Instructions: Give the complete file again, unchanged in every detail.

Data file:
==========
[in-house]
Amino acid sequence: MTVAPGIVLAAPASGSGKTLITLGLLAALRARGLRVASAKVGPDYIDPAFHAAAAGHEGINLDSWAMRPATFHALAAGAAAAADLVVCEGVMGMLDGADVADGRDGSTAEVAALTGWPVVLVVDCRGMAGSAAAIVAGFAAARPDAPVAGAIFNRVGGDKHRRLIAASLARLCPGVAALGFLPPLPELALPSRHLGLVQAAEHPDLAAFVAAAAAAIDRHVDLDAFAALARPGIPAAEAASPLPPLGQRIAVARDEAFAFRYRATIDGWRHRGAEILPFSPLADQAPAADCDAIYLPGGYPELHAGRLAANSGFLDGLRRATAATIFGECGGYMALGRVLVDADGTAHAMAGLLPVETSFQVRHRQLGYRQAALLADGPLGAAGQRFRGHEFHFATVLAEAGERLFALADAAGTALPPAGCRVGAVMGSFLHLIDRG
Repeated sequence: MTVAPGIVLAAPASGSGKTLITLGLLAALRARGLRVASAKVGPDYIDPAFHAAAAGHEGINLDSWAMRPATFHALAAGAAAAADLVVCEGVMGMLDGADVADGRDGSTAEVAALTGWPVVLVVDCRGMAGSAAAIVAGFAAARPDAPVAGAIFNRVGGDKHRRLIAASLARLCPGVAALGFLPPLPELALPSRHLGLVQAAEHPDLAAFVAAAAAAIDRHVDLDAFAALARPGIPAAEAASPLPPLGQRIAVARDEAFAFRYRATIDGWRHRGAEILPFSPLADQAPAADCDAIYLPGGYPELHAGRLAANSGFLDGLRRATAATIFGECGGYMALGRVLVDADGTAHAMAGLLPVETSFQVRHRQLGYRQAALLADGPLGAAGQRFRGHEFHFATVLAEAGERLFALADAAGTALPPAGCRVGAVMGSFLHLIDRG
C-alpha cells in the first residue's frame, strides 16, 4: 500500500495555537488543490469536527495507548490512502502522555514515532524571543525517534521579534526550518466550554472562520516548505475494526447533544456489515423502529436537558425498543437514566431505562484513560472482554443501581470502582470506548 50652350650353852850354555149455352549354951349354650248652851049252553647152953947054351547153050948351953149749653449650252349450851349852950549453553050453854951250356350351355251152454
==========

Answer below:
[in-house]
Amino acid sequence: MTVAPGIVLAAPASGSGKTLITLGLLAALRARGLRVASAKVGPDYIDPAFHAAAAGHEGINLDSWAMRPATFHALAAGAAAAADLVVCEGVMGMLDGADVADGRDGSTAEVAALTGWPVVLVVDCRGMAGSAAAIVAGFAAARPDAPVAGAIFNRVGGDKHRRLIAASLARLCPGVAALGFLPPLPELALPSRHLGLVQAAEHPDLAAFVAAAAAAIDRHVDLDAFAALARPGIPAAEAASPLPPLGQRIAVARDEAFAFRYRATIDGWRHRGAEILPFSPLADQAPAADCDAIYLPGGYPELHAGRLAANSGFLDGLRRATAATIFGECGGYMALGRVLVDADGTAHAMAGLLPVETSFQVRHRQLGYRQAALLADGPLGAAGQRFRGHEFHFATVLAEAGERLFALADAAGTALPPAGCRVGAVMGSFLHLIDRG
Repeated sequence: MTVAPGIVLAAPASGSGKTLITLGLLAALRARGLRVASAKVGPDYIDPAFHAAAAGHEGINLDSWAMRPATFHALAAGAAAAADLVVCEGVMGMLDGADVADGRDGSTAEVAALTGWPVVLVVDCRGMAGSAAAIVAGFAAARPDAPVAGAIFNRVGGDKHRRLIAASLARLCPGVAALGFLPPLPELALPSRHLGLVQAAEHPDLAAFVAAAAAAIDRHVDLDAFAALARPGIPAAEAASPLPPLGQRIAVARDEAFAFRYRATIDGWRHRGAEILPFSPLADQAPAADCDAIYLPGGYPELHAGRLAANSGFLDGLRRATAATIFGECGGYMALGRVLVDADGTAHAMAGLLPVETSFQVRHRQLGYRQAALLADGPLGAAGQRFRGHEFHFATVLAEAGERLFALADAAGTALPPAGCRVGAVMGSFLHLIDRG
C-alpha cells in the first residue's frame, strides 16, 4: 500500500495555537488543490469536527495507548490512502502522555514515532524571543525517534521579534526550518466550554472562520516548505475494526447533544456489515423502529436537558425498543437514566431505562484513560472482554443501581470502582470506548 50652350650353852850354555149455352549354951349354650248652851049252553647152953947054351547153050948351953149749653449650252349450851349852950549453553050453854951250356350351355251152454